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OUTSTANDING LESSONS/LESSON OBJECTIVES/PUPILS NOT COOKING

Discussion in 'Design and technology' started by bettyboop101, Feb 21, 2012.

  1. We have had a meeting about outstanding lessons and were told to basically plan in two halfs 1 objective for 1st half, one for 2nd for inspectors doing 25min slots. For those food teachers i am sure much of your 2nd half of your lesson is spend washing up, as mine is once things are in the oven. Do you think its acceptable to put 'to wash up to a high standard and leave sinks/work tops clean' or something similar as an objective for 2nd half???

    Also what do you do with pupils that dont bring ingredients?? Some in our school have them doing work sheets, i let them join in, help those struggling etc (although this can have a negative effect on them bringing ingred in future weeks).
    Look forward to hearing your thoughts
    Many thanks xx
     
  2. janharper

    janharper Occasional commenter

    Peer assessment of practical outcomes. You select the best 5 and then they vote on them. Get them discussing their reasons to justify their mark. Award Chef of the week certificates. https://www.tes.co.uk/teaching-resource/Chef-of-the-Week-certificate-6109426/
    Those without ingredients can be Food inspectors and write up a report. Do parents really want someone elses fingers in the food that is being taken home? Could also get them doing some quality control when equipment comes back in. They have to justify why the cleanliness is not up to standard.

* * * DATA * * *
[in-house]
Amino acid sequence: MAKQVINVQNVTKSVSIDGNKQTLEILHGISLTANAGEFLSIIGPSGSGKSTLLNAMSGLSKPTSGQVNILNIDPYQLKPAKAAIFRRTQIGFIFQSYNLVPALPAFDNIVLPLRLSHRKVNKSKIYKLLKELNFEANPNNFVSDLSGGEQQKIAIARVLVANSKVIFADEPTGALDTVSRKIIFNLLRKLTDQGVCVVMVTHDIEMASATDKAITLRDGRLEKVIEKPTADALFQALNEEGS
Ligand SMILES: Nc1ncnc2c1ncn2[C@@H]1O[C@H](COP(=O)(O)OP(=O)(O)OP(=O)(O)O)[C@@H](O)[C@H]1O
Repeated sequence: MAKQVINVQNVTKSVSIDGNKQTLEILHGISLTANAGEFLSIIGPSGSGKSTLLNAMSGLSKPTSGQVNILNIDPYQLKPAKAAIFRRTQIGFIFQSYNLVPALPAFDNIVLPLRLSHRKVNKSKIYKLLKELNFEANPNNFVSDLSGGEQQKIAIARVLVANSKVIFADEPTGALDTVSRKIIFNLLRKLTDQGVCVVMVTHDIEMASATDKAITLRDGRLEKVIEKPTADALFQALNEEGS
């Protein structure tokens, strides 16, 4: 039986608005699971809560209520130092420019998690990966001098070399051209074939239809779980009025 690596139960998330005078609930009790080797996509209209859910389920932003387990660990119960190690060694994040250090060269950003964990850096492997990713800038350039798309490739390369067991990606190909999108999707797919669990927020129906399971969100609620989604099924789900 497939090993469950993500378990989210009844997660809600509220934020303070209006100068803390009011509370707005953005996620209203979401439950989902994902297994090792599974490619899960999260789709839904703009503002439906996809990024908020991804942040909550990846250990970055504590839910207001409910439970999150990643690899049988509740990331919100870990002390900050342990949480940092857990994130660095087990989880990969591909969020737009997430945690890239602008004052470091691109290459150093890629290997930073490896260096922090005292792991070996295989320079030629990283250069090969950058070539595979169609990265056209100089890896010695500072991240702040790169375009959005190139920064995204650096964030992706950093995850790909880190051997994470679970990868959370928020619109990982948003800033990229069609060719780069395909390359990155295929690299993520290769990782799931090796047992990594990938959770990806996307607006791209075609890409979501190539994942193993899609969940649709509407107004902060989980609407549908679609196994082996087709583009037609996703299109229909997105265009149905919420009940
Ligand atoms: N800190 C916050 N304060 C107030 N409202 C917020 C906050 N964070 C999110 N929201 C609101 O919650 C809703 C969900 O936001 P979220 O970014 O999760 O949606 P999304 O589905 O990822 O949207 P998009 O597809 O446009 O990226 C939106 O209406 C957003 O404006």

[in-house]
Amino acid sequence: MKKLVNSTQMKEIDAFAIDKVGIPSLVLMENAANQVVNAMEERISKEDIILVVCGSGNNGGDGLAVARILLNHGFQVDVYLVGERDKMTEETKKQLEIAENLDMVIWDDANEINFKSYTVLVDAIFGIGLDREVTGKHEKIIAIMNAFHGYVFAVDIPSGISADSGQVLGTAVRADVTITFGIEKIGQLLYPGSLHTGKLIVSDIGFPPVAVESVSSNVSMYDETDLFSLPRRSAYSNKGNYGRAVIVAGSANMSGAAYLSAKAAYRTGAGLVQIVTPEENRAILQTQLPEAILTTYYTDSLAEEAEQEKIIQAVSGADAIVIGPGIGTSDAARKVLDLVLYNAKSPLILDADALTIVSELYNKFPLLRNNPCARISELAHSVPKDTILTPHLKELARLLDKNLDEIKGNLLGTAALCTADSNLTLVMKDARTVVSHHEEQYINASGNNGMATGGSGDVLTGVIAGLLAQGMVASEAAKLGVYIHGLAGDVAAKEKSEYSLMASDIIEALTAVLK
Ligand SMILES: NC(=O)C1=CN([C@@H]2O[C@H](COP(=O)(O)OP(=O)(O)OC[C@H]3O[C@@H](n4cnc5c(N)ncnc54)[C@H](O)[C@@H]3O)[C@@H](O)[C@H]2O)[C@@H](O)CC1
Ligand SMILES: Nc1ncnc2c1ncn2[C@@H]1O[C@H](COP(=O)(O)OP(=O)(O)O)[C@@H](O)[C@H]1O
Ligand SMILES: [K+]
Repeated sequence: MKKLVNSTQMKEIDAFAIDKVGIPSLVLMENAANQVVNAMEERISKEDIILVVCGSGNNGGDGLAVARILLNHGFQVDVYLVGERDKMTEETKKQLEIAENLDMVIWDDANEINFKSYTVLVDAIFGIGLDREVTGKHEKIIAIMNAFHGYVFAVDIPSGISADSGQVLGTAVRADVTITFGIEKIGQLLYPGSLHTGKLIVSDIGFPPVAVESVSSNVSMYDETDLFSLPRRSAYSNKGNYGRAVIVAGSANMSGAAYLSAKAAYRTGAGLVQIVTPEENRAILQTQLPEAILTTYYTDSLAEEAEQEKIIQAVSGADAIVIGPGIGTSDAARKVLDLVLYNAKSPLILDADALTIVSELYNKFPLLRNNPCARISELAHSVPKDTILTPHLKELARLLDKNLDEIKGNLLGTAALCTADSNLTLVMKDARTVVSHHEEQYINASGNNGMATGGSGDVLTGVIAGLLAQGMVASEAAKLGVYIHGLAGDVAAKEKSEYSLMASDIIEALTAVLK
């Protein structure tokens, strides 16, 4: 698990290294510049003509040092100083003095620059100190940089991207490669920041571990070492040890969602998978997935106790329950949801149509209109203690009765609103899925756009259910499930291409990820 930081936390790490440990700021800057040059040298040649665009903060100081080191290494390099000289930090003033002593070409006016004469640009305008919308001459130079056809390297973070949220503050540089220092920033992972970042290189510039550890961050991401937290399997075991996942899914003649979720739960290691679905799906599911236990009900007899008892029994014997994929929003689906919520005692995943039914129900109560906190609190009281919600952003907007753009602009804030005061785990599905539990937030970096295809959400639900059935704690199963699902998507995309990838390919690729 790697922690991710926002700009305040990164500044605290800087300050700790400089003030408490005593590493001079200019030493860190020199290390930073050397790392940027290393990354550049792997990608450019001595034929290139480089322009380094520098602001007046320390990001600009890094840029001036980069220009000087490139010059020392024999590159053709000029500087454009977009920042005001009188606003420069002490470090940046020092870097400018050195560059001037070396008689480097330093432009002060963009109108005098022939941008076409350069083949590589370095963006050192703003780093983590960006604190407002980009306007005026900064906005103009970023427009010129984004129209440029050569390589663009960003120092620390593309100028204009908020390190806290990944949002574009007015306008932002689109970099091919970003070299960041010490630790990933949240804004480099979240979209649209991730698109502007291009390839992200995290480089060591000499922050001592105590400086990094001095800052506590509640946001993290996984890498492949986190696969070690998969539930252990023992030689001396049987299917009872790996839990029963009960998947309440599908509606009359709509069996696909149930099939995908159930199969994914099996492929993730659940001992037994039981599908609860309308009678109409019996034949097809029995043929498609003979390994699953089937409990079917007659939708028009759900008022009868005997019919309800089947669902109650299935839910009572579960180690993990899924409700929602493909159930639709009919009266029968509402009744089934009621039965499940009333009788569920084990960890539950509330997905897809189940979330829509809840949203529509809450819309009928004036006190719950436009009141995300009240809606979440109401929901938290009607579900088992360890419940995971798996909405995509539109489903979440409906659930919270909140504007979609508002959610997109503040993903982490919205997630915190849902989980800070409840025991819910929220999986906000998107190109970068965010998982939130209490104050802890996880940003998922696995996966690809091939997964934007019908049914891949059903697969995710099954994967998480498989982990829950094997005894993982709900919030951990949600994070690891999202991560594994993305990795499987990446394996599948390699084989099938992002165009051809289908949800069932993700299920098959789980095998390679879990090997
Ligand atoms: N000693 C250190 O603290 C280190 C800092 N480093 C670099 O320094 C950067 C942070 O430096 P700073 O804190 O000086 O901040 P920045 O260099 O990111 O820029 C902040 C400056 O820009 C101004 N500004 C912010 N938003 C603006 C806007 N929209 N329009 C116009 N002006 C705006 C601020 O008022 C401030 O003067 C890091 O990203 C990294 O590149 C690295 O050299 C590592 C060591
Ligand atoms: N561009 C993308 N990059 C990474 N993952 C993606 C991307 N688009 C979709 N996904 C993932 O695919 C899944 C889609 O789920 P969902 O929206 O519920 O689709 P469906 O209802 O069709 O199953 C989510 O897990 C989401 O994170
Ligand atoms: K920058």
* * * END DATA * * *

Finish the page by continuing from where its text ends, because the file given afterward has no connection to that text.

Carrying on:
<font size="2">https://www.tes.co.uk/teaching-resource/Food-Inspector-worksheet-6014244/
    </font>
     
  3. jlishman2158

    jlishman2158 New commenter

    The replies you have received so far have made me think about changing some of my lessons - always open to new ideas.
    As for ingredients - if I have them available I let the pupils cook using my ingredients. Sometimes I use them as 'gofers' encouraging pupils to keep them busy getting equipment/removing rubbish/washing up/anything to stop them standing still! Pupils seems to enjoy the experience but rarely forget ingredients a second time.
    I have tried w/s but then you get asked for help or have to spend time returning pupils to their seats as often the less-well behaved are the ones who choose not to cook - can be difficult when involved in a practical.
    Pupils who can't afford ingredients are going to be funded by SEN dept (I'm also SENCo)
     
  4. On our SIMs registers it telss us which students are FSM and I have a lovely tech assistant who talks to each student and where they cannot/ unable to bring ingredients we always get them. Or I have an email conversation with parent each week. She puts the ingredients into a carrier bag & they pick it up from her so when they walk into room it looks like their own.
    The student who forget always have to write out the reason why, & then write out a timeplan for the dish being made that day include CCP. 1st offence is noted, 2nd is a break (if no real reason)and letter home & 3rd is an after school - in line with no kit for PE policy
    HTH
     

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